In any case.

My favorite thing is to learn something new.  This is something games provide with regularity.  Part of the reason I’m not as detailed as I could be here is that I don’t want to take that from you.  But I think I might be wrong: for one, I may value the initial electrical arc of new information differently.  For two, maybe learning it from me gives you that sensation anyway.  I wish I could give you a third thing.  That would really round this shit out.

I saw a round of a wargame called Infinity played over the weekend, and I’ve been thinking about it a lot in the interim.  The next time I get on a table, it’s most likely gonna be Warmachine Mk III, but…  God Damn.  I’m thinking about this shit right now.

I will say that it, uh, needs a lot of tokens.  Like, a lot.  I would say that it requires a comical amount of tokens.  But what kind of game does it enable?

Kiko had a unit in his Warmachine army that could interrupt your shit.  He would say “SHOT” when you were playing and it was annoying.  Generally, it’s a game where one person goes and then the other person goes, like checkers, if the checkers were wizards with axes.  The takeaway as an Infinity neophyte is that Infinity has a much more iunteresting simulation of time - actions called AROs define how opponents can react to your actions, and the ones I saw on the table were getting resolved by opposing rolls.  I shoot at you, but you don’t just sit there and get perforated while you iron a doily.  You shoot back.  Not with the full force of an action on your turn, but you respond in kind.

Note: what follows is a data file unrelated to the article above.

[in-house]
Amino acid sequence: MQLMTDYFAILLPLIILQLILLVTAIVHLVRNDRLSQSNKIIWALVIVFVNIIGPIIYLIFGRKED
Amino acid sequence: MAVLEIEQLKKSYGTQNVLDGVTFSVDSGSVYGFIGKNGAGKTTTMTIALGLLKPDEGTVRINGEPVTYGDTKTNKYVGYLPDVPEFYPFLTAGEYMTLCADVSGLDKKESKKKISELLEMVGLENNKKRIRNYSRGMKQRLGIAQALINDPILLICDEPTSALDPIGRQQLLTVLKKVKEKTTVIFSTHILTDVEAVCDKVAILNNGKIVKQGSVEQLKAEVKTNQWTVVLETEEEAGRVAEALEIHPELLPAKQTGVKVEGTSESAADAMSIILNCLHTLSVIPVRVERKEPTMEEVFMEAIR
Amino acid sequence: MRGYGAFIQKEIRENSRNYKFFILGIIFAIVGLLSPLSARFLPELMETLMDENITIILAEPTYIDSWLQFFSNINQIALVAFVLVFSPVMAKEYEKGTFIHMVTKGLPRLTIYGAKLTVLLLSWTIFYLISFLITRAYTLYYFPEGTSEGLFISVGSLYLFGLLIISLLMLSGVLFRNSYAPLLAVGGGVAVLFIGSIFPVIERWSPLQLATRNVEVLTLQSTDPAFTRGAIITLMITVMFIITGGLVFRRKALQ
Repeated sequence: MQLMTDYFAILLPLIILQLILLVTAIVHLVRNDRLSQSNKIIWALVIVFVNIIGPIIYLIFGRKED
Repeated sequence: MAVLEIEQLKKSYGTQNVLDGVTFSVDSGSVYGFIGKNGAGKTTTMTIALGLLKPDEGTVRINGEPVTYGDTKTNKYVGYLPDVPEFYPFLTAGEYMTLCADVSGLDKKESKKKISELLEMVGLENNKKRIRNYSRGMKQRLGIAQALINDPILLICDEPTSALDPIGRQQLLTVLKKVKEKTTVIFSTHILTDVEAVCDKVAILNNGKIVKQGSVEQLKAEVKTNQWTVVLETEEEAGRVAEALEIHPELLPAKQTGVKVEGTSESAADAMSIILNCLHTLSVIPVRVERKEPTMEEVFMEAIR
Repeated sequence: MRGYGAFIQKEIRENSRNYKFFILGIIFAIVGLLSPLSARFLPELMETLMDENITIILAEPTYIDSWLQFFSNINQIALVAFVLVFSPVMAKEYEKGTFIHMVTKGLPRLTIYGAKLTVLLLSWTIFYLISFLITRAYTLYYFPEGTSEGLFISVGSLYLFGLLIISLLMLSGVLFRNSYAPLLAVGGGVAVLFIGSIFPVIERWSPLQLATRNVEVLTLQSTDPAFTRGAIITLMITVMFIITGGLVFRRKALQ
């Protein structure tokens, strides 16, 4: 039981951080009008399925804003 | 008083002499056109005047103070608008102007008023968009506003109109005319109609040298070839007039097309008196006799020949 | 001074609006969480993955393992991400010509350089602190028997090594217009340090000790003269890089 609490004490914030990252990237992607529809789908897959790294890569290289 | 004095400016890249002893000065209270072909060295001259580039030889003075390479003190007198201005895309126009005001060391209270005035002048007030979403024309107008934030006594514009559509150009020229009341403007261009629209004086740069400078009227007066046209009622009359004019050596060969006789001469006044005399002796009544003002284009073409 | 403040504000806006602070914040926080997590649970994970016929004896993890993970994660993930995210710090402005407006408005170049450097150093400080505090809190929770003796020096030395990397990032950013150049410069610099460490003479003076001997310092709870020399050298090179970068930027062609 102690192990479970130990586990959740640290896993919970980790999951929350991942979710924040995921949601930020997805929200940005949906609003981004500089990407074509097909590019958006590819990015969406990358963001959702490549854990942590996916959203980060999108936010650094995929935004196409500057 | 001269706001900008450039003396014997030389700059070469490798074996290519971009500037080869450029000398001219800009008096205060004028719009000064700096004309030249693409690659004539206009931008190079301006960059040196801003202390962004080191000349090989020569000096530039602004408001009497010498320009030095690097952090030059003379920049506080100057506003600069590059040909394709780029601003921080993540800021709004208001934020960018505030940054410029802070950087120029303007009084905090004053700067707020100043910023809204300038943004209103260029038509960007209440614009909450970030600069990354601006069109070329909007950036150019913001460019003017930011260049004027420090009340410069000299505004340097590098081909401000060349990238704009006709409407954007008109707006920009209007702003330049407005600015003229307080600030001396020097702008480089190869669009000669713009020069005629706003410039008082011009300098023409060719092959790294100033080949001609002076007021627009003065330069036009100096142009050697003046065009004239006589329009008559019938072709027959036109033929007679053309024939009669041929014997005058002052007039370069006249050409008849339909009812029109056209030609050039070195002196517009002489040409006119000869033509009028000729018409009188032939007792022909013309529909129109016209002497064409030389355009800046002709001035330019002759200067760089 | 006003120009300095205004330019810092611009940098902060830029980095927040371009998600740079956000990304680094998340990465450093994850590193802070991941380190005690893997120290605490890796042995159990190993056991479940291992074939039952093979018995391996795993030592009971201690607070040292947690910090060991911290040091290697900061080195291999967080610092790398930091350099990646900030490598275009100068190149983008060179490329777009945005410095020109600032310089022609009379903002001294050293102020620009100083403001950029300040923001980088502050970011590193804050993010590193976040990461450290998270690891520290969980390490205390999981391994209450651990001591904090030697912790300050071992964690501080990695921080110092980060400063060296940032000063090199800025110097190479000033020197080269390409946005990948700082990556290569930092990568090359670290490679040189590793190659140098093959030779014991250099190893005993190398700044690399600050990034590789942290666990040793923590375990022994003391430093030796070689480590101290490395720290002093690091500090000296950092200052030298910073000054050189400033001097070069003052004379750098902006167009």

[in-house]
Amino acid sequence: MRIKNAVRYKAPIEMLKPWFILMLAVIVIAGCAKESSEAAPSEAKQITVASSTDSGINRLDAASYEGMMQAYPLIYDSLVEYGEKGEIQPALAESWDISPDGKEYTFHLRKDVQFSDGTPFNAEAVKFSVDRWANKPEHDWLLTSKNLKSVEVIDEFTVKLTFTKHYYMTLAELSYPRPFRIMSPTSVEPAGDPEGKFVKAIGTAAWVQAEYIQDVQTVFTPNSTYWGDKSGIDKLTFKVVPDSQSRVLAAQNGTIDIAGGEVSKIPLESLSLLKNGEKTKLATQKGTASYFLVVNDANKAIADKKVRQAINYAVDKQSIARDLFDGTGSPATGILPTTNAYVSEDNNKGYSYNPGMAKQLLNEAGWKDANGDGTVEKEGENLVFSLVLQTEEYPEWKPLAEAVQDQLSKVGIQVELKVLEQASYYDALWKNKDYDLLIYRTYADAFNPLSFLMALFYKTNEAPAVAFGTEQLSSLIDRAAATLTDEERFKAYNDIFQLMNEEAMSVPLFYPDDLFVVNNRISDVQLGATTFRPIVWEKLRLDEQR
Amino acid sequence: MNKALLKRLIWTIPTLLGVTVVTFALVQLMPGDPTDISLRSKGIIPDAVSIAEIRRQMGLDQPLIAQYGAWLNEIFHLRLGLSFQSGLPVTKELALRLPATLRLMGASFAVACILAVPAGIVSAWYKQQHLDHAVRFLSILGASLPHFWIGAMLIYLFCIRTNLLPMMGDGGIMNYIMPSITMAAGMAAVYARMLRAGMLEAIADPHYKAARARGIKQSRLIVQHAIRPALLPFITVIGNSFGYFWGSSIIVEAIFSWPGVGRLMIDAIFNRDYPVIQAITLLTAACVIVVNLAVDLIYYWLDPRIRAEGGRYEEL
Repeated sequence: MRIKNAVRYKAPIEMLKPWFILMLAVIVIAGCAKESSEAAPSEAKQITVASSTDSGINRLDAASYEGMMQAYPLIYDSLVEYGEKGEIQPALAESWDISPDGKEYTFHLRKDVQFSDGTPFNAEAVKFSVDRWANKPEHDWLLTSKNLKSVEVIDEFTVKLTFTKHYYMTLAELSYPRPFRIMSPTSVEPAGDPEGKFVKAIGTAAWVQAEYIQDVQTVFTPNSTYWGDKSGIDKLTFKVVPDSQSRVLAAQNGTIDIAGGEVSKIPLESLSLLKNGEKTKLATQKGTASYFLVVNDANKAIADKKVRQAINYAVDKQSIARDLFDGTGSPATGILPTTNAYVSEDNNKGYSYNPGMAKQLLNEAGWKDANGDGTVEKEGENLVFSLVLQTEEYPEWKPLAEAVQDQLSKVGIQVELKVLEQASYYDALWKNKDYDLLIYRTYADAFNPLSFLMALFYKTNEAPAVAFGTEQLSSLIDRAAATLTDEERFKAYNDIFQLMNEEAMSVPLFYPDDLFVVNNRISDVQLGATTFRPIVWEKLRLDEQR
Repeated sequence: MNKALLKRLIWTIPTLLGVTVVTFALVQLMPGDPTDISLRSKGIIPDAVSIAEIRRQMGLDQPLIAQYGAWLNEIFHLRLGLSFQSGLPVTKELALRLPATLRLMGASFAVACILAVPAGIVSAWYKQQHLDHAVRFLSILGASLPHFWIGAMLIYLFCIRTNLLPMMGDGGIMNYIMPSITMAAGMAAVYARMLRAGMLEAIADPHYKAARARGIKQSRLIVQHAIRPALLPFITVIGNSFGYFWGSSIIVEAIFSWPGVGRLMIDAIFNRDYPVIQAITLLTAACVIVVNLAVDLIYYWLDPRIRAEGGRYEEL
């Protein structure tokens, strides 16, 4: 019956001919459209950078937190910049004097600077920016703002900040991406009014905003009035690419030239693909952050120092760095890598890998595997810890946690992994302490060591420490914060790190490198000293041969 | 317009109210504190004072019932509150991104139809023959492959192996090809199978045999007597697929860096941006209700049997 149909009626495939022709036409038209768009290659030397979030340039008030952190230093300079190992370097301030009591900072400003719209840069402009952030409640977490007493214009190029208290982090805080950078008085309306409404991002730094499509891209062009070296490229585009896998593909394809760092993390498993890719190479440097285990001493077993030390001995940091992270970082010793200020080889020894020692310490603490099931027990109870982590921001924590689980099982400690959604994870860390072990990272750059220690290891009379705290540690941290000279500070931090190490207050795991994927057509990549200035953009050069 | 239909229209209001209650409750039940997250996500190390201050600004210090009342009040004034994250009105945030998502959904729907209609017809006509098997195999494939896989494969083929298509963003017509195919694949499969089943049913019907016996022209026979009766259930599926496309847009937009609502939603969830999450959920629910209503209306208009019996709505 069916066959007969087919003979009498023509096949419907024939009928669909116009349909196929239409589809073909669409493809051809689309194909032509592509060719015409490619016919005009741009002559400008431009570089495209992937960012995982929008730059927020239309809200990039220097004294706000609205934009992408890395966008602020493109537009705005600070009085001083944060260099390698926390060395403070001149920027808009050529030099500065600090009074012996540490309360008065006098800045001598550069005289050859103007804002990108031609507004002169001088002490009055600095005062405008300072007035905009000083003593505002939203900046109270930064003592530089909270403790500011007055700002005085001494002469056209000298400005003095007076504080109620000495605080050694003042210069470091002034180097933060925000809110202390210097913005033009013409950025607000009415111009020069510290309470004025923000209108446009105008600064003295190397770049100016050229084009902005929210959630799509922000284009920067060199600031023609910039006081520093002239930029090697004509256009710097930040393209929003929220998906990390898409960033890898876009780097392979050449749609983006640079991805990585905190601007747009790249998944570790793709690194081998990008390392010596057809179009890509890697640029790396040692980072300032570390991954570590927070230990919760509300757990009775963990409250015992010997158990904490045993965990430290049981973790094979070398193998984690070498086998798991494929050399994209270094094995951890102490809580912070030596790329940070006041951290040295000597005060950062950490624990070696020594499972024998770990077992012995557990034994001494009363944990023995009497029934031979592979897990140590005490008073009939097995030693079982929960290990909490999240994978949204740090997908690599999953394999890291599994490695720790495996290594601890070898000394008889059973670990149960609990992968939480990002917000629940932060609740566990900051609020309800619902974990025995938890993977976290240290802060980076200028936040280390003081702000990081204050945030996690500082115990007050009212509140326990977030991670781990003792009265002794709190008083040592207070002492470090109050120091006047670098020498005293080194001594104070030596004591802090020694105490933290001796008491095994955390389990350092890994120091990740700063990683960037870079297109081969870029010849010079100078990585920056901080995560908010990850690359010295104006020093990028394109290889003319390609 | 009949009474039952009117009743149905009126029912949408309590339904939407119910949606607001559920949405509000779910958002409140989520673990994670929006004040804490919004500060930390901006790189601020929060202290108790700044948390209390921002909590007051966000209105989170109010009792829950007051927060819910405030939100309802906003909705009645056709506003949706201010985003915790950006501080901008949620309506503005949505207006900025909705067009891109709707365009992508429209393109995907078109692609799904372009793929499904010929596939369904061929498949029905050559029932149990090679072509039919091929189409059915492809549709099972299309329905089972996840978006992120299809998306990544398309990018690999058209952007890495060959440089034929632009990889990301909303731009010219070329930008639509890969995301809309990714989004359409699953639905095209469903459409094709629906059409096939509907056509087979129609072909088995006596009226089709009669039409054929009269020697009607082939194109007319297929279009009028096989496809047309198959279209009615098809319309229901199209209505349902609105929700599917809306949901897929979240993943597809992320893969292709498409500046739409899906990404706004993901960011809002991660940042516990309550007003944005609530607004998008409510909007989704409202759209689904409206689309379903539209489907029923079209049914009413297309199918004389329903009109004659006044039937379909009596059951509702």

And depending on how that goes, you might interrupt my original shot altogether.  When I attack, I need to roll my target number or below to succeed.  But I want to roll as close to it as possible, because if I need a 16 or lower, and I roll a 12, you need to roll between those to beat me.

Maybe the numerical range of your skill doesn’t allow for a good chance at that threshold.  You might still crit, that is to say, roll your actual target number.  If I have all hits on my dice, but no crits, you beat me.

They’re like movie gunfights, setpieces; that dude with the sidearm, the dude I brought because he’s a kind of Wi-Fi sorcerer and not because he’s good with guns, maybe it’s his day.  Maybe he’s the guy when he hits that target number, and the drama plays out with such an incredible elegance.  What I love about game systems in general is how they endeavor to retain the texture of larger, gross motor systems, but small, very small.  The shape, and the resonance, is maintained.

(CW)TB out.